by Jamie Champagne

The business case for certifications

Dec 02, 2019
CareersCertificationsIT Jobs

Business analysis as a profession continues to mature in the world today and with that comes organizations and certifications indicating experience and knowledge. These certifications take time and money to achieve, and there are many different options, so it’s important to consider the business case of certification.

virtual certificate icon / certification
Credit: Svetazi / Getty Images

Business analysis as a profession continues to mature in the world today and with that comes organizations and certifications indicating experience and knowledge. There are multiple schools of thoughts on certifications so one of the best things to do is to analyze the value returned for the effort (yes, be a good analyst!).

IIBA, the international institute of business analysis, is one of the leaders in the industry on business analysis certifications. Their levels of certification span from entry level certificates for awareness of business analysis concepts to professional level designations requiring years of expertise to now specific subject concentration areas of interest to the business analysis profession. They just released their 2019 Business Analysis Salary Survey Report that highlights some of the considerations of what certification means to people’s careers today.

From the practitioners themselves, they report that certification not only brings the often-sought salary increases, but also provides greater opportunities for promotions, increased fulfillment at work, and general increased confidence in the work that they do. This confidence can be easy to see as you not only have a standard to hold yourself accountable to, but you have a reference and validation for ensuring you are completing value-adding activities in your daily work. Again, the business analyst is often one of the most value-adding roles in an organization because they have no ownership of end products but seek to help teams deliver qualitative and quantitative value consistently to their organizations.

Of course, though, we need to take a look at what certifications mean to salaries as again, business analysts care about ROI. The IIBA salary survey showed interesting positive figures on the value of certification:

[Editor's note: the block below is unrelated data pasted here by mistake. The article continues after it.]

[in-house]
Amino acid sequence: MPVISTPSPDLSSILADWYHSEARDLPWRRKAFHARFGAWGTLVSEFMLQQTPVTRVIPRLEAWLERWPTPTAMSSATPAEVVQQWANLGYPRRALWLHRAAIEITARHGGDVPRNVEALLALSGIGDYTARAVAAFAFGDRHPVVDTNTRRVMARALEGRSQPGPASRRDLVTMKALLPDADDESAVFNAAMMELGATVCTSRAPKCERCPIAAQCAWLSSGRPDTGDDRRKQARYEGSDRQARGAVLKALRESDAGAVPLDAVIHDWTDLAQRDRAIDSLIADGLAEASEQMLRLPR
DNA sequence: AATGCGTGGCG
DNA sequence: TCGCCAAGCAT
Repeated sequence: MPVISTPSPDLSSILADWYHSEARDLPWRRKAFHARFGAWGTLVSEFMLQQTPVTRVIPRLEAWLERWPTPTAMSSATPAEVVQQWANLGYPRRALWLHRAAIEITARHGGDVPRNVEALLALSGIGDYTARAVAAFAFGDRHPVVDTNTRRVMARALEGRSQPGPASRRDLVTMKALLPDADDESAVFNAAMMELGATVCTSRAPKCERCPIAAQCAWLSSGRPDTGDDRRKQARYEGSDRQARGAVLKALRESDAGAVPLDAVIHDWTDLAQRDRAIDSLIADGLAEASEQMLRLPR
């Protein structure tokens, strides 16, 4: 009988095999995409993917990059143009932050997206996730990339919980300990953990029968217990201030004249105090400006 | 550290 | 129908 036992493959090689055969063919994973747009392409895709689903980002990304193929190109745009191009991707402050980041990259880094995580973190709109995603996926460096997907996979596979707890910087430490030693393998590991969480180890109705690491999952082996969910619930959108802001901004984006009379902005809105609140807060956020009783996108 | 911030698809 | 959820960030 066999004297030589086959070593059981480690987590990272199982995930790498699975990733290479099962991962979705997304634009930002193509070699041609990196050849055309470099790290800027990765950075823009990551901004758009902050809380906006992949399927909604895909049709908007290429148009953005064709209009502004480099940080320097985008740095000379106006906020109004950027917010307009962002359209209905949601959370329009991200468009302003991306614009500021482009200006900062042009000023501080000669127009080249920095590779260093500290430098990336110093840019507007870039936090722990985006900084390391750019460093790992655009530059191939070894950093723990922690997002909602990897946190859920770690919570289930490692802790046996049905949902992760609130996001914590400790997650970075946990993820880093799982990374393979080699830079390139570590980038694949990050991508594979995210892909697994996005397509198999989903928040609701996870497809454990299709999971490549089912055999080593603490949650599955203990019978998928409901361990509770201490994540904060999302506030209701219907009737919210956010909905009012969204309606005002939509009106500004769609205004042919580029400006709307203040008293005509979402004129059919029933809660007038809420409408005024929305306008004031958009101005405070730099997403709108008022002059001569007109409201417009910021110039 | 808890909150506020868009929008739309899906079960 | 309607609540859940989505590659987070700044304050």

• Holding at least one BA certification: results in 11% higher salary than non-credential holders
  • CBAP Certification holders (professional experience): results in 19% higher salary than non-credential holders
  • AAC Certification holders (agile analysis): results in 12% higher salary than non-credential holders
  • CCBA Certification holders (competency level): results in 2% higher salary than non-credential holders
  • Failing to hold any BA certification: results in 6% less salary than credential holders

As the report dives into details on the average salary per gender and country and region, the average global salary reported was around $73,632. When you think about the roles that business analysts play in organizations and the tasks they are assigned with, helping to deliver multi-million (or even billion) dollar change efforts, driving revenue, ensuring compliance with legal laws (that in itself can save millions of dollars) – the salary of a business analyst is a small price to pay for a huge return on investment (ROI)!

So when your hard working analyst comes to you for support for IIBA membership and certification application and exam fees that are less than $700 upfront costs and a fraction of that to maintain, us leaders and mangers need to do our own analysis and see the ROI to the organization that support certification. And if your organization won’t pay for your certifications, consider that IIBA (2019) showed in their BA Lens article that in 2018 found that a $300 (USD) investment in training could result in up to $5,300 increased earning potential for ECBA certificate holders. Pretty amazing for an entry level certification that does not require experience!  And of course, everyone is doing the ROI on that investment!

Certification holders, though, earn these valuable designations by attesting to their knowledge, regardless their level of experience. Again, the IIBA is leading the charge with bodies of knowledge and practice guides on the expectations of the business analyst role. But this work to defining the practice and profession has value beyond just the practitioners. Human resource and personnel groups now have a way to objectively assess individuals that come in with analysis experience and how they may measure up for the needed capabilities of the organization. There are standards that are tested against.